Axelin, A. et al. Neonatal Intensive care nursesʼ perceptions of parental participation in infant pain management: A Comparative Focus Group Study. J. Perinat. Neonatal Nurs. 29, 363–374 (2015).
Ancel, P.-Y. & Goffinet, F. EPIPAGE 2 Writing Group. EPIPAGE 2: a preterm birth cohort in France in 2011. BMC Pediatr. 14, 97 (2014).
Stark, A. R. American Academy of Paediatrics committee on Fetus and Newborn. Levels of neonatal care. Pediatrics 114, 1341–1347 (2004).
Ego, A. et al. Customized and non-customized French intrauterine growth curves. I—Methodology. J. Gynecol. Obstet. Biol. Reprod. 45, 155–164 (2016).
Ancel, P.-Y. & Goffinet, F. EPIPAGE-2 Writing Group, et al. Survival and morbidity of preterm children born at 22 through 34 weeks’ gestation in France in 2011: results of the EPIPAGE-2 cohort study. JAMA Pediatr. 169, 230–238 (2015).
Carbajal, R. et al. Sedation and analgesia practices in neonatal intensive care units (EUROPAIN): results from a prospective cohort study. Lancet Respir. Med. 3, 796–812 (2015).
Pierrat, V. et al. Translating neurodevelopmental care policies into practice: the experience of neonatal ICUs in France—The EPIPAGE-2 Cohort Study. Pediatr. Crit. Care Med. 17, 957–967 (2016).
Spielberger, C. D., Bruchon-Schweitzer, M. & Paulhan I. Inventaire d’Anxiété Etat-Trait Forme Y (STAI-Y) 68 (Les Editions du Centre de Psychologie Appliquée, Paris, 1993).
Rubin, D. B. & Schenker, N. Multiple imputation in health-care databases: an overview and some applications. Stat. Med. 10, 585–598 (1991).
Provenzi, L. et al. a comparison of maternal and paternal experiences of becoming parents of a very preterm infantJ. Obstet. Gynecol. Neonatal Nurs. 45, 528–541 (2016).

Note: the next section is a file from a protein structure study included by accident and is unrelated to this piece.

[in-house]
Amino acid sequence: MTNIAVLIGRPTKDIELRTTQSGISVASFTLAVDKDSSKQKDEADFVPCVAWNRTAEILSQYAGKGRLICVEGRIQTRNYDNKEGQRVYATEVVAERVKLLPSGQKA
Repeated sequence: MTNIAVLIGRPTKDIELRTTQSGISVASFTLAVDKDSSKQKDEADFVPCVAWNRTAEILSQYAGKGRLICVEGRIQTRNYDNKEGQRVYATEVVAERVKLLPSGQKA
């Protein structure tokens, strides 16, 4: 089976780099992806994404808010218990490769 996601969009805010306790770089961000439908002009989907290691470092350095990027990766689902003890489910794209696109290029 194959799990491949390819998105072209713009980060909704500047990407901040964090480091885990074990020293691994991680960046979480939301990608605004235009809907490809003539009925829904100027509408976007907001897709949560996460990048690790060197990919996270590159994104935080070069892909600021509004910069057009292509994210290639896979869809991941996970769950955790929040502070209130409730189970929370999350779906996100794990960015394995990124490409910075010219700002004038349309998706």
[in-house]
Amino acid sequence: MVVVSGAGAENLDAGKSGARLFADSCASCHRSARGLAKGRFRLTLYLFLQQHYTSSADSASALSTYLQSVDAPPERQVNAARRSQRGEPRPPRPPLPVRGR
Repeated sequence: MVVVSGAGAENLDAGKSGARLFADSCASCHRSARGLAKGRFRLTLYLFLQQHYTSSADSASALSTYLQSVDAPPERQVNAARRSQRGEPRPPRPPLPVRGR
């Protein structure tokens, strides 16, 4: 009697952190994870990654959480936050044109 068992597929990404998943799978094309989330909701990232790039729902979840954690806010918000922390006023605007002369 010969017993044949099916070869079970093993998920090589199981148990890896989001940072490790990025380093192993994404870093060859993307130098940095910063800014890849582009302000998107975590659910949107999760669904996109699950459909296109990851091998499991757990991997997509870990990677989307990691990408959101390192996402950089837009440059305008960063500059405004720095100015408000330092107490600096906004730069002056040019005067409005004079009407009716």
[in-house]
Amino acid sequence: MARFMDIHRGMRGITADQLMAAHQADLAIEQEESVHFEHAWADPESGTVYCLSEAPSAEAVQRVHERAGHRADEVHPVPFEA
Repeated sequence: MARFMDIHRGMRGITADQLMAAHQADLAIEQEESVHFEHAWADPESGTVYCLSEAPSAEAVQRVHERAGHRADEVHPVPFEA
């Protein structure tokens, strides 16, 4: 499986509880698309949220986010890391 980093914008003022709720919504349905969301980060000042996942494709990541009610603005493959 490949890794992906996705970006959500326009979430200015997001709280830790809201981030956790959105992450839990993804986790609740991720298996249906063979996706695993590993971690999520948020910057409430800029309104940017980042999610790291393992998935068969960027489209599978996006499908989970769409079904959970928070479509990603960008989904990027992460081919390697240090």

Courtois, E. et al. Epidemiology and neonatal pain management of heelsticks in intensive care units: EPIPPAIN 2, a prospective observational study. Int J. Nurs. Stud. 59, 79–88 (2016).
Coughlin, M., Gibbins, S. & Hoath, S. Core measures for developmentally supportive care in neonatal intensive care units: theory, precedence and practice. J. Adv. Nurs. 65, 2239–2248 (2009).
Committee on Fetus and Newborn and Section on Anesthesiology and Pain Medicine. Prevention and management of procedural pain in the neonate: an update. Pediatrics 137, e20154271 (2016).
Anand, K. J. S. et al. Assessment of continuous pain in newborns admitted to NICUs in 18 European countries. Acta Paediatr. 106, 1248–1249 (2017).
Anand, K. J. S. et al. Effects of morphine analgesia in ventilated preterm neonates: primary outcomes from the NEOPAIN randomised trial. Lancet 363, 1673–1682 (2004).
Giordano, V. et al. The Neonatal Pain, Agitation and Sedation Scale reliably detected oversedation but failed to differentiate between other sedation levels. Acta Paediatr. 103, e515–e521 (2014).